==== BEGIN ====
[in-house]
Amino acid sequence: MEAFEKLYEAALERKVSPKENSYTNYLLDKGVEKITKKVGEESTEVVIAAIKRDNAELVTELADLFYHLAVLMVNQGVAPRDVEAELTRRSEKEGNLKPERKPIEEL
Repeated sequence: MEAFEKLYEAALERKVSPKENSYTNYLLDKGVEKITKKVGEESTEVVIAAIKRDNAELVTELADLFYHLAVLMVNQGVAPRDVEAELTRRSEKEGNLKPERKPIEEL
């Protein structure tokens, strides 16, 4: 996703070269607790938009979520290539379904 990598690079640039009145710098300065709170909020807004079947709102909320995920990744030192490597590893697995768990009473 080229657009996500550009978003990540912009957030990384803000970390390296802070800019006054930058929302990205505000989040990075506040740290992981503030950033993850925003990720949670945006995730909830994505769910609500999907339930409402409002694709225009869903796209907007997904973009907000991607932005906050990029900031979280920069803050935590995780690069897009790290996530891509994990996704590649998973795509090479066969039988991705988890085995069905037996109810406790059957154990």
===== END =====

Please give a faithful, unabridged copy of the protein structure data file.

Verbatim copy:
[in-house]
Amino acid sequence: MEAFEKLYEAALERKVSPKENSYTNYLLDKGVEKITKKVGEESTEVVIAAIKRDNAELVTELADLFYHLAVLMVNQGVAPRDVEAELTRRSEKEGNLKPERKPIEEL
Repeated sequence: MEAFEKLYEAALERKVSPKENSYTNYLLDKGVEKITKKVGEESTEVVIAAIKRDNAELVTELADLFYHLAVLMVNQGVAPRDVEAELTRRSEKEGNLKPERKPIEEL
């Protein structure tokens, strides 16, 4: 996703070269607790938009979520290539379904 990598690079640039009145710098300065709170909020807004079947709102909320995920990744030192490597590893697995768990009473 080229657009996500550009978003990540912009957030990384803000970390390296802070800019006054930058929302990205505000989040990075506040740290992981503030950033993850925003990720949670945006995730909830994505769910609500999907339930409402409002694709225009869903796209907007997904973009907000991607932005906050990029900031979280920069803050935590995780690069897009790290996530891509994990996704590649998973795509090479066969039988991705988890085995069905037996109810406790059957154990």